Diaries and Memoirs

Rabbi Jona Glauber

The story of Rabbi Jona Glauber of Brooklyn, New York, originally from Hungary, whose wife and 8 children were brutally murdered by the Nazis, mirrors the Biblical story of Hanna and her sons.
From the Memoirs:
Dedicated Torah Scroll mantel embroidered with names of wife and eight children murdered by Nazis hy”d

1948. Rabbi J. Glauber is the head of the “Jeshieve” in Leiden, Holland and teaches about 15 boys. He originally came from Budapest, Hungary. When the Germans invaded this country in 1944, all Jews were deported. He and his family were sent to Auschwitz; his wife and 8 children (3 boys and 5 girls) from the age of 17 years down to 1 year were put to death. Rabbi J. Glauber stayed in Auschwitz for a week and was sent to other camps, at Mauthausen and Melk: (a.d.Donau )( Danube ), Austria. In this last camp an S.S. man chopped the thumb of his right hand off. He has had a “mantle” (Torah Scroll covering) made in the Hague, and the names of his wife and 8 children embroidered on this “mantle”. 1964. Rabbi J. Glauber now lives in Brooklyn, married again , 107 Division Avenue, Tele.: EV7-7673

There is a classic idiom that “History repeats itself”. But it seems that the repetitive events of history are not always exactly the same, but more cruel and shocking.

Jewish folklore relates the story of, a woman of valor and her seven brave children who lived in Palestine about 200 B.C.E. During that era, the great Greek king Antiochus Epiphanes conquered the land of Israel from the Jews, as he did with all the self ruling countries of the Near East, and decreed that all the inhabitants of his domain forsake their respective religions and accept instead the Pagan and Heathen religion which he himself practiced. He himself naturally enjoyed a special status under the statutes and customs of this religion, which afforded him so called “Divine” privileges.

It is related that one day his soldiers brought before him a stubborn family consisting of a mother, Hannah, and her seven children, who would not accept the new ordinances and would not bow down before the sculptured image of the Pagan gods and the king. Ruthless as he was, King Epiphanes nevertheless admired the beauty of this family and their apparent majestic physiognomy, and began discussing the matter with them on a business level. He began with the eldest, offering him a major military appointment if he would succumb to the wishes of the king. But the proud and loyal son could not pay the most dear price, his most precious possession – his religion – for any earthly status, convenience or prominence. The wrathful king ordered his servants to dismiss this son to be executed. The same story repeated itself five more times. The king vainly tried to persuade and cajole every one of the executed brothers, and explained to them that their refusal to accept his generous offer would mean death for them. But each one of these devoted sons declined the offer, and were all immediately executed. The king now remained with the youngest son, a most beautiful lad of eight, whom he thought he could surely persuade and Conquer.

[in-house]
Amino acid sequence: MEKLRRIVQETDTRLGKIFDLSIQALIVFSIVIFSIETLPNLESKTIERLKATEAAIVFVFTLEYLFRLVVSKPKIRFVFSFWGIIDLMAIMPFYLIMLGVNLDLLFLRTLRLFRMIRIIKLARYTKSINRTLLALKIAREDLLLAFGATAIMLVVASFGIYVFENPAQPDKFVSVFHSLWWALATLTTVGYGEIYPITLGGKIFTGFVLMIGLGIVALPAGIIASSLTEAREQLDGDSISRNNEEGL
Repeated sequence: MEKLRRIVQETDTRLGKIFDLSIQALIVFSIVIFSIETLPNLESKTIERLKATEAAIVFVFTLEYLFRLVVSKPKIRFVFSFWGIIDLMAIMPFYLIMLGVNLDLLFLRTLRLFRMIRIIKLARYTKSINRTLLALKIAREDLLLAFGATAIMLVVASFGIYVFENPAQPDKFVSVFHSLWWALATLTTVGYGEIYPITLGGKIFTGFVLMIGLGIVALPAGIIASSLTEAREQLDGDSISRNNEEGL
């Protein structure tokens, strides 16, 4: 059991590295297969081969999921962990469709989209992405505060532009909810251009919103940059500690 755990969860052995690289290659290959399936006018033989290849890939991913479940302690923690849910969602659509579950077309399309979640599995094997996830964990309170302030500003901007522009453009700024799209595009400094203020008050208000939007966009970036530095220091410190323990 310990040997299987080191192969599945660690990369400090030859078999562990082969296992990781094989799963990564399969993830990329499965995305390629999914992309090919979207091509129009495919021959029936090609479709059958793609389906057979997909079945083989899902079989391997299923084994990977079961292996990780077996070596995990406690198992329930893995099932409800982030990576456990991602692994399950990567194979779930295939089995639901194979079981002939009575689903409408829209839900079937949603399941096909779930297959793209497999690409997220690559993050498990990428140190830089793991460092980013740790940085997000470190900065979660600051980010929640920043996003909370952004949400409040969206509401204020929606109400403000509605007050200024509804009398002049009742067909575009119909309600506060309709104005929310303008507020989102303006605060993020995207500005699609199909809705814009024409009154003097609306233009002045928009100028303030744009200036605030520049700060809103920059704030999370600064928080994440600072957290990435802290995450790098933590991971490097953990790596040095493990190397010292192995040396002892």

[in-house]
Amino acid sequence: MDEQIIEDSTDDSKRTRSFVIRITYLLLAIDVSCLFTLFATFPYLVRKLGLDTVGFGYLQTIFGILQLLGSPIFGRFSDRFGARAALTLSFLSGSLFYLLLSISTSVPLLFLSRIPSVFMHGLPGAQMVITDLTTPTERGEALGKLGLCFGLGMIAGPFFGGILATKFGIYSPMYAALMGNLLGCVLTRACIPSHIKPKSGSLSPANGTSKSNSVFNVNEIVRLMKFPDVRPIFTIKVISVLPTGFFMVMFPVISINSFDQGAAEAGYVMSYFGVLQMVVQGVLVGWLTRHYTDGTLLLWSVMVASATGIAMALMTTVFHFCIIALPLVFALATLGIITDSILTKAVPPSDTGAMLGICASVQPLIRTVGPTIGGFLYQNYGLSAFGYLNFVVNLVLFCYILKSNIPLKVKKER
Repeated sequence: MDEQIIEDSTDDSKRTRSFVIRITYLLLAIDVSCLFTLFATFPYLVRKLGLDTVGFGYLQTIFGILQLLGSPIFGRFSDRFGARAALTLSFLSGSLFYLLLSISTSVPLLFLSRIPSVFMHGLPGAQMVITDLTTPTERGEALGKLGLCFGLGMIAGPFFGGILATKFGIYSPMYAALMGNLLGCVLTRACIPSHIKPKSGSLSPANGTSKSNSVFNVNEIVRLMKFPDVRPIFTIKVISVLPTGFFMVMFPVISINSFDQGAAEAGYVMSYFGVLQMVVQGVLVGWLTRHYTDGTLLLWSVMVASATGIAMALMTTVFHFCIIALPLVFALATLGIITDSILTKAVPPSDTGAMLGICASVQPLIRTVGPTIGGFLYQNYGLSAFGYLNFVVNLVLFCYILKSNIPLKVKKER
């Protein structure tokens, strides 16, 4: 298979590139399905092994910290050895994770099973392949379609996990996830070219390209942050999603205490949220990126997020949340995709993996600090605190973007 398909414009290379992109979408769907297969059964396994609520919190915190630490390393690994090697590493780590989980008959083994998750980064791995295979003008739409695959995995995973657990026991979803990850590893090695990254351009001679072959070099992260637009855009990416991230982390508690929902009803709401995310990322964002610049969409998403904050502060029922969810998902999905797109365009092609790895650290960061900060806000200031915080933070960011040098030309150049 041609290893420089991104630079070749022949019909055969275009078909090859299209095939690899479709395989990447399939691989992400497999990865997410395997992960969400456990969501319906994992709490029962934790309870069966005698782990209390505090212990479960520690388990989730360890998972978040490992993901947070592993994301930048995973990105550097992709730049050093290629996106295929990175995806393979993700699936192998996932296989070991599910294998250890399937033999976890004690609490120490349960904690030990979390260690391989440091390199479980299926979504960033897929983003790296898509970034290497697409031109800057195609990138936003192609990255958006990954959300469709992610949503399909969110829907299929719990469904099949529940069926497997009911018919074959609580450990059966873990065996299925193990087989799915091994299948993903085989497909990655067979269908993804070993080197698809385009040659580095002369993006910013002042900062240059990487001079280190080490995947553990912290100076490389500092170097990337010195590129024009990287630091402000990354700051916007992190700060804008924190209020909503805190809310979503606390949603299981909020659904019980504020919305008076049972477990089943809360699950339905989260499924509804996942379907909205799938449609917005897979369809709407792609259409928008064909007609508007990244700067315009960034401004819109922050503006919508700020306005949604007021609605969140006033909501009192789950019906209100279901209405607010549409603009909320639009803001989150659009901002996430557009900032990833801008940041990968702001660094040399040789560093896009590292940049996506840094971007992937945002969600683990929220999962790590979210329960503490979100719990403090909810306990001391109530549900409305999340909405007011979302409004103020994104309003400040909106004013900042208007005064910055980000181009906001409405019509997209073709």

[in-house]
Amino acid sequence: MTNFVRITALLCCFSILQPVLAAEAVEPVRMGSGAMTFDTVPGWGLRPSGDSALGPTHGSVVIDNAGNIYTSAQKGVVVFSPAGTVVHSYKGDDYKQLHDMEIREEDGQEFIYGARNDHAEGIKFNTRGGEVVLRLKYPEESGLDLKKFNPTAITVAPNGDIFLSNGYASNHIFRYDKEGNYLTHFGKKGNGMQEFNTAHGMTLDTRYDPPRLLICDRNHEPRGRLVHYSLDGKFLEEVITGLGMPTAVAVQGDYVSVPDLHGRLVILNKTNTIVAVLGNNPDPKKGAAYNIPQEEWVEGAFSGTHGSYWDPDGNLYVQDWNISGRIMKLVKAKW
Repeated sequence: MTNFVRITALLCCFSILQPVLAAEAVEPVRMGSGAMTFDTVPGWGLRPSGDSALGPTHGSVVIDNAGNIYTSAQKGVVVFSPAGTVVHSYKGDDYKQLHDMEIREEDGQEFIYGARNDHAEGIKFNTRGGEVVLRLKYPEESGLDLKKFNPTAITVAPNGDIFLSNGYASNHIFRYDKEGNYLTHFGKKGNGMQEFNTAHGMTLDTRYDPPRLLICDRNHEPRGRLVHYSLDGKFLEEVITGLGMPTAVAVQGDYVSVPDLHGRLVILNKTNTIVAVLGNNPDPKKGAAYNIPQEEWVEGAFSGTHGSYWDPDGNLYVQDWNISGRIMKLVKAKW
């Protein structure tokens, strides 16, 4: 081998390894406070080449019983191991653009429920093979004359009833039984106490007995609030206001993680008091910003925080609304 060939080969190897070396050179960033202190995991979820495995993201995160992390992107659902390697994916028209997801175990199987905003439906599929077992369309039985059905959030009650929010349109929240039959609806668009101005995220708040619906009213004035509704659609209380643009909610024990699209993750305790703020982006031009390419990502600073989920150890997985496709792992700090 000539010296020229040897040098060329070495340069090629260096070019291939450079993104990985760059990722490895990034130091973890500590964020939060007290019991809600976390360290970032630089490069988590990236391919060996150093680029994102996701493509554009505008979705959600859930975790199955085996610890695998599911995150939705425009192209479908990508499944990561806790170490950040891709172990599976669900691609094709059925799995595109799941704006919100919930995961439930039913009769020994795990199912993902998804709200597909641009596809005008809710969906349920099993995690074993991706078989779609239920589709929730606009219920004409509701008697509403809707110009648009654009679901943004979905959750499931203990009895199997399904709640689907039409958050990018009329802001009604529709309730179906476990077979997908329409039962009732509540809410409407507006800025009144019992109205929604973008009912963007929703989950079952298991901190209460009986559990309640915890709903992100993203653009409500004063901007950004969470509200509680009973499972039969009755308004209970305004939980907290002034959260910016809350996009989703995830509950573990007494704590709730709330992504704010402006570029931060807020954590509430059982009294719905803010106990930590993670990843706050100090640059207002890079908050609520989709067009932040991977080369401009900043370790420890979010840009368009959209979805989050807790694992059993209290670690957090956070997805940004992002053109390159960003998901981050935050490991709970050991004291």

There began a session of bargaining between the mighty king and the young boy, every offer being returned to the king, the boy only pitying the stubborn defiant king, fighting the cause of an untrue Pagan religion with blind dogmatism. Alas, the king made one last offer. “My dear son,” he exclaimed, “I am ready to forgo my previous demands for only one small act which I want you to do only one time, and thereby your life will be saved, and subsequently honored and rewarded. At the next public appearance which I will make in the central square of Jerusalem, I will ‘accidentally’ drop my golden ring to the floor not too far from the statue of the Pagan god. I will then only ask you to bend down and retrieve this precious ring – which you may keep, the multitude of the people will then be able to be told that you obeyed the decree of the king.” Even this “most generous” offer and plea of a great king was not acceptable to this boy. He explained to the king that he cannot deceive his people with the false pretense that he yielded to idol worship.